Dag & The Bulleit Boys
March 29, 2012
Tradition is a tricky thing, especially when you try to become part of it. That’s what Darren “Dag” Hunt has discovered as he and his new band, Dag and the Bulleit Boys, have found themselves swept up in a century-old music tradition that has some new and vocal advocates. No matter what you call it – neo-trad country, outlaw country, XXX, underground country – the music that Dag and the Bulleit Boys play is part of a trend that’s taking traditional country music and filtering it through the musical rebellion of the late 20th century – most specifically punk – resulting in something like Jimmie Rodgers with lots of tattoos or Johnny Cash with even more of an attitude. Hunt is content to be considered part of that trend, but he’s quick to point out that he isn’t the typical underground country player.
“One distinct voice that’s coming to the forefront is one that says you shouldn’t be co-opting this music if you weren’t born into it, if you aren’t from the South,” he explains. “You don’t have authenticity or legitimacy if you aren’t a former punker, your dad raised you on country, then you went off and played punk for 10 years before coming back to traditional country.”
Hunt may not have the right hometown address – he was raised in Idaho and didn’t listen to much country music while he was growing up – but he can claim a genealogical link to a long line of Missouri farmers, which should give him sufficient rural cred to be allowed to play neo-trad country. What’s more important, though, is that he loves the music, and he’s a good enough storyteller to write songs that do the tradition proud.
He’s been doing it for awhile, but the current band is a project that’s just getting off the ground. Hunt met brothers Logan and Levi Blauvelt through their dad, Les, who was a fan of Hunt’s previous band, The Rewinders. Some jamming with the Blauvelt boys in early 2011, with Logan on upright bass and Levi on guitar, led to the formation of the Bulleit Boys. Josh Schall added mandolin to the mix a short while later, and Hank Whitman came aboard with his trombone around the same time.
From there, things happened fast. Less than a year later, the band has an album and the attention of fans of the genre across the country. They’re getting exposure as far afield as Texas, and the underground country scene in Chicago is taking notice of them. Internet radio venues like Outlaw Radio Chicago make it possible for a band that might otherwise spend all its time playing for modest bar crowds in Fort Wayne to find itself in the middle of a nationwide music movement. That’s a good thing, Hunt acknowledges, but it requires a player to have a solid sense of his own identity.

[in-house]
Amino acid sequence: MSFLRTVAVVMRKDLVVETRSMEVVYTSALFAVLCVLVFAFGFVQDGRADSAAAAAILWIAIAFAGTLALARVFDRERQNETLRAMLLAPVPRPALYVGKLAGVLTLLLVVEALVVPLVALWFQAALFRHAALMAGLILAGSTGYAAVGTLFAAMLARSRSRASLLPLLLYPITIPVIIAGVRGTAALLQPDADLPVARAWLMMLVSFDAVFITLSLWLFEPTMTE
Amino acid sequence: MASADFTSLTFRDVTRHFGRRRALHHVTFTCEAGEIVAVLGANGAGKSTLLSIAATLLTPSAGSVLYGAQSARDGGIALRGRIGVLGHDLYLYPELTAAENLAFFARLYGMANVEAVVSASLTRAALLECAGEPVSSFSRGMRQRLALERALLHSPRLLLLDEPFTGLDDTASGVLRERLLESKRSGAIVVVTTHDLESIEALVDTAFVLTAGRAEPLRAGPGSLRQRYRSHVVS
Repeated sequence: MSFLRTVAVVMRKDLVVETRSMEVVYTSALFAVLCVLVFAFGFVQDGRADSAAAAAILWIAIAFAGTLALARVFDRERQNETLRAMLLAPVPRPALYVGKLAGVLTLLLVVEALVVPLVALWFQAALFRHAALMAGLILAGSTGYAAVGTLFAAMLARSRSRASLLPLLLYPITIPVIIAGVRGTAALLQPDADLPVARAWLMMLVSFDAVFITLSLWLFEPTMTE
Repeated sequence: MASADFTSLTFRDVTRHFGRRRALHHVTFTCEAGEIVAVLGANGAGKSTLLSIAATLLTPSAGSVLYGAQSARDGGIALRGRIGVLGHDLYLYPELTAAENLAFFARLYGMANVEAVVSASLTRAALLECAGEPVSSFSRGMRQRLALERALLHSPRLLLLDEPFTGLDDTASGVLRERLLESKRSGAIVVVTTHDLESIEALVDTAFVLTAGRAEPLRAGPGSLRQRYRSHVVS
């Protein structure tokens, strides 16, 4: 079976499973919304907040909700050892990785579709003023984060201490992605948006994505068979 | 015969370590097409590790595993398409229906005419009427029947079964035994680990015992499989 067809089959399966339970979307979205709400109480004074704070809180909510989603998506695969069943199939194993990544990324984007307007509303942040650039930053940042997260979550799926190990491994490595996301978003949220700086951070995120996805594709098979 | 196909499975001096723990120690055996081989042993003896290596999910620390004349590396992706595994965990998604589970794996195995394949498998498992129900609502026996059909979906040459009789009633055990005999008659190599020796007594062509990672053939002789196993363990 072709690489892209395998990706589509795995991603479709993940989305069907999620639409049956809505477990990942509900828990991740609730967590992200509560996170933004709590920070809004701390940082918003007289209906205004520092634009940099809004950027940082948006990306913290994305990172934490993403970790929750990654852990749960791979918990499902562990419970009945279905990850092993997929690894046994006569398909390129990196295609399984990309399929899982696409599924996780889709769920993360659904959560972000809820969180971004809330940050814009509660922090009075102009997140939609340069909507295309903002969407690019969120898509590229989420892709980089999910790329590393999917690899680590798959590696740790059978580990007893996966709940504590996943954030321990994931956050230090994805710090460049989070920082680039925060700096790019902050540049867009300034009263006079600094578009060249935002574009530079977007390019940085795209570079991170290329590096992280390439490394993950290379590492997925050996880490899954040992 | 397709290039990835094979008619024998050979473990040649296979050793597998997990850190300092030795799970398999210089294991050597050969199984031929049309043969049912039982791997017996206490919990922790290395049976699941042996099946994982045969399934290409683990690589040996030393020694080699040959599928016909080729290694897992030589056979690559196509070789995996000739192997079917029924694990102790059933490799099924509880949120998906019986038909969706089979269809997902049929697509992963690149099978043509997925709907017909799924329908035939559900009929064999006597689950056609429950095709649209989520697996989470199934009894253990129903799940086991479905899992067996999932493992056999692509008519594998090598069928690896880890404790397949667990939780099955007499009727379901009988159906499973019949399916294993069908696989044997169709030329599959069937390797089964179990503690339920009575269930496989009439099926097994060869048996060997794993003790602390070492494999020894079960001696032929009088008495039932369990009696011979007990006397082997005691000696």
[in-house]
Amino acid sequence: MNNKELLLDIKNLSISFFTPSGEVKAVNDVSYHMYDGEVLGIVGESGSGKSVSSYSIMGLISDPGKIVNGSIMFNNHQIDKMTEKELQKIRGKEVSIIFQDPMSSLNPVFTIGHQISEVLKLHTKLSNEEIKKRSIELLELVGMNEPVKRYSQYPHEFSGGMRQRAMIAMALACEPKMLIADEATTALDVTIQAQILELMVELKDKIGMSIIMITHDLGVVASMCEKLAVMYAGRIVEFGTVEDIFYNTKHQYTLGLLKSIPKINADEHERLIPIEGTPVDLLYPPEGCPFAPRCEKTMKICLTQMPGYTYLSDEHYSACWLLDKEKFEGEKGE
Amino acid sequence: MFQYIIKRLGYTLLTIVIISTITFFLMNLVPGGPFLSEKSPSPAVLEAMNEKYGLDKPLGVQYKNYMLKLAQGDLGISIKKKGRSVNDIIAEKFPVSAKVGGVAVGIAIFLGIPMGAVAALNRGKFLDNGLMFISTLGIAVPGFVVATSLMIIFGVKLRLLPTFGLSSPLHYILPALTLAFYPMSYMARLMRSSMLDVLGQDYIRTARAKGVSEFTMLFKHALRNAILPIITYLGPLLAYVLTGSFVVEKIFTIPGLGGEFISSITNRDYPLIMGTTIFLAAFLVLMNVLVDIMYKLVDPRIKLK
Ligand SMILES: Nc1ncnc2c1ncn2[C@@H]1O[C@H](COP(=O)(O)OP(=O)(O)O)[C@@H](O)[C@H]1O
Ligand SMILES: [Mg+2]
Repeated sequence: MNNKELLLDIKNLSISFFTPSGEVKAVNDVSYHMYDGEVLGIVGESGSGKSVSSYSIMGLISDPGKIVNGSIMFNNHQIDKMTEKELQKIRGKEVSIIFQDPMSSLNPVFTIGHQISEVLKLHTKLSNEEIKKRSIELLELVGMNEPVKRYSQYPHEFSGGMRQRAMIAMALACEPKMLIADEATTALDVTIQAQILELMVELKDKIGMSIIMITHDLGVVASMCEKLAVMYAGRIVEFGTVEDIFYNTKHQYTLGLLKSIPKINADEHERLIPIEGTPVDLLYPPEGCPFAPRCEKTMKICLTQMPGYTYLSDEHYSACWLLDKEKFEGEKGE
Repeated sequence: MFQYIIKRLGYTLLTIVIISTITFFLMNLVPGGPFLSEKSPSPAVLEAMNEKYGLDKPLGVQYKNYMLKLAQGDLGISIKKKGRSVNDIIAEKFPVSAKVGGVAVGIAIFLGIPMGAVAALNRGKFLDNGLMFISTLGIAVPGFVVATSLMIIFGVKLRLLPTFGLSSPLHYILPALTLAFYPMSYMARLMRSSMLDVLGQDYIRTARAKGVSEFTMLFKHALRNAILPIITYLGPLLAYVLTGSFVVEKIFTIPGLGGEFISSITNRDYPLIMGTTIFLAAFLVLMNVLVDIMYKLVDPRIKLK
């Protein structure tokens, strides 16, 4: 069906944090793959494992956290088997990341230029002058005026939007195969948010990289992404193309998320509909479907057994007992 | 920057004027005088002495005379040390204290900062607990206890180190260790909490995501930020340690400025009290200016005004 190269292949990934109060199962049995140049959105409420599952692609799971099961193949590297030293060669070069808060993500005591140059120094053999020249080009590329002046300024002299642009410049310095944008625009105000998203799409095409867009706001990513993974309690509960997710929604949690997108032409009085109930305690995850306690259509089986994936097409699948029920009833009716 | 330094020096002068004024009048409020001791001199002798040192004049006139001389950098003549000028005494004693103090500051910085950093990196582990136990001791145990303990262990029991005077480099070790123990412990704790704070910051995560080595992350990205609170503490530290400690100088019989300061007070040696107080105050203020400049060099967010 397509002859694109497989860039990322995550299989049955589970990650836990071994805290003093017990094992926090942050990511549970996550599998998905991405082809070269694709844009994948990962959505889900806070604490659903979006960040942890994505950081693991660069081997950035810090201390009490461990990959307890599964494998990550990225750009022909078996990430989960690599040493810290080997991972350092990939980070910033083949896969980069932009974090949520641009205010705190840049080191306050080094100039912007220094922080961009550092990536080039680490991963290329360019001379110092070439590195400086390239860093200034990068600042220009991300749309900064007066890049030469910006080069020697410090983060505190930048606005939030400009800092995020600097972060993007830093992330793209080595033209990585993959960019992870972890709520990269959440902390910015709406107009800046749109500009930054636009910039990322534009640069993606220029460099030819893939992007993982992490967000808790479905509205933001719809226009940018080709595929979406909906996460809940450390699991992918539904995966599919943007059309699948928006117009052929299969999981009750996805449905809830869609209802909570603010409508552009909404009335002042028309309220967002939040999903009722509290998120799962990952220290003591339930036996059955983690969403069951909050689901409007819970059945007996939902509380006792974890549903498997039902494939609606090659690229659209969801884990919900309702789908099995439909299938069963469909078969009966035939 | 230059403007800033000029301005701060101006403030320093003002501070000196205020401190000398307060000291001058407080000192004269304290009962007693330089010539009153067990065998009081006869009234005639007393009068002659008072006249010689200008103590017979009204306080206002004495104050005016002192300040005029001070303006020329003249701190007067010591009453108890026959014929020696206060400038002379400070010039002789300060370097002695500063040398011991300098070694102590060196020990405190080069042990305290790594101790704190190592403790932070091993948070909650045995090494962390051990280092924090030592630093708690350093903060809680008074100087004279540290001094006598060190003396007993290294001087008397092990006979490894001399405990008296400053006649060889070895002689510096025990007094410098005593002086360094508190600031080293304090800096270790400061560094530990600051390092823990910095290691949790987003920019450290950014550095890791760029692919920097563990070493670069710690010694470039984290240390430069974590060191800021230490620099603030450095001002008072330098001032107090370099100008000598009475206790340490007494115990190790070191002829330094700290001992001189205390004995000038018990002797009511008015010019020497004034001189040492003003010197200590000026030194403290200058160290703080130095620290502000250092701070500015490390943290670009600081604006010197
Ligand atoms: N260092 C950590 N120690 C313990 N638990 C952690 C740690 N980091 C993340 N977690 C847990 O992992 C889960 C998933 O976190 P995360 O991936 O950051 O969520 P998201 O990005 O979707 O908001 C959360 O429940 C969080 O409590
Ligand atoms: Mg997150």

“It’s a wave that almost everyone wants to ride,” Hunt says. “All the punkers have suddenly become bluegrass players. But that’s not who I am. I’ve always been more straight-ahead country, nothing punky.”
Not that you can’t be straight-ahead country and still have plenty of punk’s anti-establishment attitude. Given that mainstream country, as controlled by the Nashville industry, has always been about aligning traditional country music with more lucrative pop music, it’s not surprising that traditionalists have periodically chafed against the mainstream over the past 100 years or so. Underground country is just the latest in a cyclical history that sees country outlaws emerging from the crowd over and over again. Hank Williams did it. Johnny Cash did it. Merle Haggard did it. Willie Nelson and Waylon Jennings did it. Steve Earle did it. As much as the young XXX practitioners want to think they’re on to something new, Hunt knows there’s nothing new under the country sun.
“People may hear one of our songs and say, ‘Isn’t that “Folsom Prison”?’ And, yeah, it is. It’s the same chugging train rhythm, but Johnny Cash got it from Jimmie Rodgers. Merle Haggard got it from Jimmie Rodgers. And Jimmie Rodgers probably got it from some black guy who had been playing it for a long time before Rodgers played it. I hope that I bring something original to my songs – a bit of melody, a lyric, an original story – but I don’t have an expectation that the songs are going to be original in terms of that tradition.”
With that in mind, Hunt is ready to look ahead. The band’s first album, Bulleit Train, was recorded before the current line up came together, and Hunt is eager to record with the new crew. More significantly, he’s looking forward to recording a new kind of song. The band’s current oeuvre covers the principle themes of trad country music (the band is named after a brand of bourbon, after all, and the album has a train on the cover), but Hunt is ready to move beyond songs about drinking, the songs he wrote during a particularly dark, single-minded time in his life.
“When I look back on it now, it all makes sense,” he says. “But at this point, I’m pretty sure I’ve written all the drinking songs I’ll ever need.”
Instead, he’d rather write deeper, more human songs.
“I’m not good at love songs,” he admits. “I’m mainly a cynic. I’m a skeptic at heart, about the state of the world, but I don’t want to put all that crap into songs. I don’t want to bring people down. I’m not going to be writing songs about Syrian protestors, even though those are the kinds of things I care deeply about. I’m wanting to write songs about the human condition, and I want to write them with humor, with sadness. I want to look for the nuances, the subtlety as I write about what it means to be human.”
No matter what he writes about, though, Hunt and his Bulleit Boys will be sure to stay true to a history for which they have great respect.
“We’re stepping into a river of tradition that’s been flowing for a hundred years, and we’re just trying to make a ripple.”
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